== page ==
Looking closely at her face in this pic confirms to me that something was troubling Mom as she held me in her arms, me wearing my little leather shoes, hand-made and maintained by West Tampa shoemakers.
At a USO Club (https://www.uso.org/stories/111-13-things-you-probably-did-not-know-about-the-uso-during-world-war-ii) in Downtown Tampa, Mom went to dances after her shift working as a waitress. There, she met my Dad, Onofrio who had changed his name to Fred when he joined the Army. His parents also came from Sicily, a small town near Palermo called Casteldaccia.
The Army stationed Dad at Drew Field, adjacent to today’s Tampa International Airport, teaching him to use radar before shipping him to Iwo Jima in the Pacific. Before he left for his overseas duty, he married Mom by visiting the home on St. Conrad and asking Nanna Angelina if he could marry her, impressing Nanna he was a good Sicilian boy by drinking a full glass of fresh, warm goat milk.
“What the hell are you doing here!” my shocked mother said when she got home from work and saw Dad sitting with Nanna.
“I want to marry you before I leave,” Dad said. And they did.
When I was born on September 2, 1944, my father was away at war. When Dad returned, he had self taught himself to cut hair so he became a barber. He later transitioned to a beautician, worked at the plush Maas Brothers beauty salon for many years before opening Madison Hair Stylists, his own beauty salon in Downtown Tampa.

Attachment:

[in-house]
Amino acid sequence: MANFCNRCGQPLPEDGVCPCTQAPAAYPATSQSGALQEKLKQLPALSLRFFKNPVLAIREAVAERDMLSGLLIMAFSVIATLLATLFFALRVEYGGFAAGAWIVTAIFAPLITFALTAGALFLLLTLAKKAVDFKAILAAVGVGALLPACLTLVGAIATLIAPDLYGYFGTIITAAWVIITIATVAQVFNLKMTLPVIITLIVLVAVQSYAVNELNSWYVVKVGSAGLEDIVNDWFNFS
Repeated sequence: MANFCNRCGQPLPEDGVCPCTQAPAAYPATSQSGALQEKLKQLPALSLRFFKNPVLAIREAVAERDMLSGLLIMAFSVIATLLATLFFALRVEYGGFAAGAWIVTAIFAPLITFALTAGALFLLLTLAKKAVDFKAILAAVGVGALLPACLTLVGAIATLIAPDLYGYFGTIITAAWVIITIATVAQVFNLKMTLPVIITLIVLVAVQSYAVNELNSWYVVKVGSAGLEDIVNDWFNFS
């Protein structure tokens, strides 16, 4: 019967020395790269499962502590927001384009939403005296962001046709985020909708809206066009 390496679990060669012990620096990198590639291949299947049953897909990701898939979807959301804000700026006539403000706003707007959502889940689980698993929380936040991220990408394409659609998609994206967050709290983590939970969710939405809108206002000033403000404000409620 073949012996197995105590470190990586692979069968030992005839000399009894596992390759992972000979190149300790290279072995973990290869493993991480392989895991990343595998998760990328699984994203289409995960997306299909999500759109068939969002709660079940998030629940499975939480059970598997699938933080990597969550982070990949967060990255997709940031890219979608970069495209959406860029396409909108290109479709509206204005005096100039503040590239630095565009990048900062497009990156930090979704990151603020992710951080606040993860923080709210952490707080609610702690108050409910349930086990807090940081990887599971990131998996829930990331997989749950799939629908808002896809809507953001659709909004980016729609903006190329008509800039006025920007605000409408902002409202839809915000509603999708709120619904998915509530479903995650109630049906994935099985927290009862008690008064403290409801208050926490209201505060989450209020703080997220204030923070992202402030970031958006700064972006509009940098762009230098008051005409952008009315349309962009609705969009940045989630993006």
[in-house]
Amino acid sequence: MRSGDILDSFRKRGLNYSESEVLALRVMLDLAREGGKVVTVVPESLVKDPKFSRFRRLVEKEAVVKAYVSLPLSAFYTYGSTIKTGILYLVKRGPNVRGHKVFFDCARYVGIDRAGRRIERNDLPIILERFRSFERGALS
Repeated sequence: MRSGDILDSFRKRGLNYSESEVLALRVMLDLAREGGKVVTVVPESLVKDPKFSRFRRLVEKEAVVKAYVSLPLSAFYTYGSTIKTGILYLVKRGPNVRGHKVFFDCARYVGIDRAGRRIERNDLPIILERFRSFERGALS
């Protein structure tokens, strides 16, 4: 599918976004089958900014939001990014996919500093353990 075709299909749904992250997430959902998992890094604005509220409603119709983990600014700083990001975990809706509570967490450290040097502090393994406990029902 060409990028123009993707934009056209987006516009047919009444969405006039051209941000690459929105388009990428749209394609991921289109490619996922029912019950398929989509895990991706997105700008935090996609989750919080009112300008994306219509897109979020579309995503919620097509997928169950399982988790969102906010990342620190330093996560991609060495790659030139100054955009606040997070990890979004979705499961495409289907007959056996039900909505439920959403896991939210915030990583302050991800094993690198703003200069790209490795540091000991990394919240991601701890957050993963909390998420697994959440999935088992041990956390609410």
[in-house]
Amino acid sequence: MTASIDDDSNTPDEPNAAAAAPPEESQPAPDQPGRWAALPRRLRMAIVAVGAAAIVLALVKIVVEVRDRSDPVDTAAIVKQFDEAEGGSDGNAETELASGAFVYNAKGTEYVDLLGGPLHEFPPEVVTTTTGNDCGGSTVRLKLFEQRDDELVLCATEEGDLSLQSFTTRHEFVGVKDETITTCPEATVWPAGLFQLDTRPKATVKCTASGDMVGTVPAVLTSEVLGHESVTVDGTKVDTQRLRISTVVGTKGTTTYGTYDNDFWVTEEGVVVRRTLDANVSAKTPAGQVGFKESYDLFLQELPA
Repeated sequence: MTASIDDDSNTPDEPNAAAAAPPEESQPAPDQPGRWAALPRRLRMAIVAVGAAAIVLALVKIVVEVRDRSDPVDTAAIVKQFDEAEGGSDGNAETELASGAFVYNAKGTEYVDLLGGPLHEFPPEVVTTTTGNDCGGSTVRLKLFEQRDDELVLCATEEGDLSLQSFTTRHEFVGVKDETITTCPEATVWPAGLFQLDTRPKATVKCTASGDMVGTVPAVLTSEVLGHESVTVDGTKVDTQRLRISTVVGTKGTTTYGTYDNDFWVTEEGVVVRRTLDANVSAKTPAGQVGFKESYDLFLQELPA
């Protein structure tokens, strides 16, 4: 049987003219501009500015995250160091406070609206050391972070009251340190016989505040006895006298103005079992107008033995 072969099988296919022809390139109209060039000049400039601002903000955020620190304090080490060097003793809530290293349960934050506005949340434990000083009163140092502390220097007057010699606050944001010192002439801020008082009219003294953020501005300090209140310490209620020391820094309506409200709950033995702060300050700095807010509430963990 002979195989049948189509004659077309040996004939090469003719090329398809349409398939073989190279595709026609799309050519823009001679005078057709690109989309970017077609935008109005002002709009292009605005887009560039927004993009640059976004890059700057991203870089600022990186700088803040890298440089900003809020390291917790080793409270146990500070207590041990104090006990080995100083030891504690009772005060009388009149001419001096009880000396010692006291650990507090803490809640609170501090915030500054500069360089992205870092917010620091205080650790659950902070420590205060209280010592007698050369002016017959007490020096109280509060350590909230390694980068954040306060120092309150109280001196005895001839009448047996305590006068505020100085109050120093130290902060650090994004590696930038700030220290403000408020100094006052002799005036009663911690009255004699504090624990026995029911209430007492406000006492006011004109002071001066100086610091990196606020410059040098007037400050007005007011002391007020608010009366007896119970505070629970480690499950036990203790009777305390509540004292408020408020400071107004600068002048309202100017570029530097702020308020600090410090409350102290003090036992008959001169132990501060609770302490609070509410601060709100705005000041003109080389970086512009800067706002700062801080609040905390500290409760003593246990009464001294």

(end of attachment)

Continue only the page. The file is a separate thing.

As far as formal schooling, Mom made just past the 7th grade and Dad to the 8th, later earning his GED. Dad worked six days a week and often taught hair dressing classes at night to make extra money.
I was the first Tomasello to attend college in our family. Since I was so disruptive in high school, my GPA was a high “D” so the University of South Florida accepted me on “Academic Warning” meaning if I didn’t maintain a “C” average I would be thrown out. So, to provide me the best possible chance of succeeding in a household where Mom was raising five active siblings, Dad and Mom paid for me to live full-time in the USF dormitory (Beta Hall, Room 337) for that first year to see if I could make it. I did and commuted the remaining four years, working my way through using USF’s Work-Study program where I alternated trimesters of working and learning.
Since then, my sister Norma graduated from college, received her Master’s Degree and retired as a professor of Psychology. Norma’s Daughter, Ciara received a PhD. The golden door to higher education and the American way of life was transitioned for us thanks to the hard work of Mom and Dad.
Back on board the Holland America cruise ship, my wife Kathy and I are “interviewing” Mom and Dad about our history. Suddenly, my mom’s face looks like this pic and she begins to cry, tears streaming down both her cheeks.
“What’s wrong, Mom?” I ask.
“We couldn’t help you and Norma with your homework. We didn’t go as far in school as you. We were both too dumb. I feel so ashamed. Don’t put this in the album,” she insisted.
“OK, Mom, we won’t,” I answered. And we didn’t.
That’s my favorite story about our Mom.
Unless we look back, we’ll never realize how far we’ve come.
1 thought on “Caught in Transition”
I thank you so very much for this posting. Why, because it joggles my own youthful experiences of a Mom and Dad unable to contribute to assistance with my education for lack of skills. Secondly the admission of a lack of college preparation which was so similar to myself, and that dedication to overcome those errors committed in youth to attain final sound footing in education. And lastly you have given me insight as to why you chose the study of English as your major in college. I am always exciting to read your words because I know they are heartfelt, well constructed, and truthful in your eyes. leaving the reader with a sense of warm and fuzzy southern comfort.